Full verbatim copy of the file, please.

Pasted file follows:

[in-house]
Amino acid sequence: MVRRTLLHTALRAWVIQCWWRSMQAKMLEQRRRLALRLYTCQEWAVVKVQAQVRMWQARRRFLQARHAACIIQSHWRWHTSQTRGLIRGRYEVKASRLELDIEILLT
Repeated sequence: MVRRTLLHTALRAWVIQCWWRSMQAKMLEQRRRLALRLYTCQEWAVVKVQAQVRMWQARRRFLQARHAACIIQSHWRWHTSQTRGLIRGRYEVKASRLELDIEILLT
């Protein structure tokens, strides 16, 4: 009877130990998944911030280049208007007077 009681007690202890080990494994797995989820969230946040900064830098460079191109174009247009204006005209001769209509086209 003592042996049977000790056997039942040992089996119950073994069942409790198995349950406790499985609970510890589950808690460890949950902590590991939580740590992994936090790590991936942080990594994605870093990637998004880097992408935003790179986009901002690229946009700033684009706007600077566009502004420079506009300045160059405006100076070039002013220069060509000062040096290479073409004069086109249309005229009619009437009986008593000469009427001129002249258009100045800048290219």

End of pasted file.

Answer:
[in-house]
Amino acid sequence: MVRRTLLHTALRAWVIQCWWRSMQAKMLEQRRRLALRLYTCQEWAVVKVQAQVRMWQARRRFLQARHAACIIQSHWRWHTSQTRGLIRGRYEVKASRLELDIEILLT
Repeated sequence: MVRRTLLHTALRAWVIQCWWRSMQAKMLEQRRRLALRLYTCQEWAVVKVQAQVRMWQARRRFLQARHAACIIQSHWRWHTSQTRGLIRGRYEVKASRLELDIEILLT
């Protein structure tokens, strides 16, 4: 009877130990998944911030280049208007007077 009681007690202890080990494994797995989820969230946040900064830098460079191109174009247009204006005209001769209509086209 003592042996049977000790056997039942040992089996119950073994069942409790198995349950406790499985609970510890589950808690460890949950902590590991939580740590992994936090790590991936942080990594994605870093990637998004880097992408935003790179986009901002690229946009700033684009706007600077566009502004420079506009300045160059405006100076070039002013220069060509000062040096290479073409004069086109249309005229009619009437009986008593000469009427001129002249258009100045800048290219």